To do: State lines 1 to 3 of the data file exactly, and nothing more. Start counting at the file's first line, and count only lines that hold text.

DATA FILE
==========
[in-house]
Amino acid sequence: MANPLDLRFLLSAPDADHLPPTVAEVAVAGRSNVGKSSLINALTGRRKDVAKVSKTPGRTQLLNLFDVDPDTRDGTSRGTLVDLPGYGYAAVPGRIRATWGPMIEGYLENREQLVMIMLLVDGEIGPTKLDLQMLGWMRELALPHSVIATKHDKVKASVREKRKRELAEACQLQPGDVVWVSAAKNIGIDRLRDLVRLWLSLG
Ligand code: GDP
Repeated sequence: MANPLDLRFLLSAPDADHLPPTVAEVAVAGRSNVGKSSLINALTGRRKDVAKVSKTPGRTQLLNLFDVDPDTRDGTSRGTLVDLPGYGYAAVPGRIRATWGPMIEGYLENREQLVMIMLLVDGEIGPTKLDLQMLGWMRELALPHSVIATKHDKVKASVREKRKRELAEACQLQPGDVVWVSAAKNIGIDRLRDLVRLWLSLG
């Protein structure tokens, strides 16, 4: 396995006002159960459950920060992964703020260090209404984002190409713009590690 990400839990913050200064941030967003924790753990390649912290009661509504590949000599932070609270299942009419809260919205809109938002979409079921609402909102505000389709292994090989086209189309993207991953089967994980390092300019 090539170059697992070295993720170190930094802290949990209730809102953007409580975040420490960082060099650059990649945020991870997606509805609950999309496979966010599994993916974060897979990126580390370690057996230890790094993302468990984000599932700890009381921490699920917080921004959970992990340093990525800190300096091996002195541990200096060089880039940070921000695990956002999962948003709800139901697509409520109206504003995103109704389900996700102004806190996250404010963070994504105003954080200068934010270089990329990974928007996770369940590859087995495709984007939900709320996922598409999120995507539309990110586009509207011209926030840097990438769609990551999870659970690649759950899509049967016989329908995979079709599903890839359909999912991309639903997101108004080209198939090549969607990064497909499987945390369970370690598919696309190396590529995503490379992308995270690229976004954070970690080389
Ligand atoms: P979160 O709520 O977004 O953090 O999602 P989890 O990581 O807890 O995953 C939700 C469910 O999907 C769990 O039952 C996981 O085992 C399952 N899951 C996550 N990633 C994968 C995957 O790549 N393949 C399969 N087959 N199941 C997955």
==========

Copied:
[in-house]
Amino acid sequence: MANPLDLRFLLSAPDADHLPPTVAEVAVAGRSNVGKSSLINALTGRRKDVAKVSKTPGRTQLLNLFDVDPDTRDGTSRGTLVDLPGYGYAAVPGRIRATWGPMIEGYLENREQLVMIMLLVDGEIGPTKLDLQMLGWMRELALPHSVIATKHDKVKASVREKRKRELAEACQLQPGDVVWVSAAKNIGIDRLRDLVRLWLSLG
Ligand code: GDP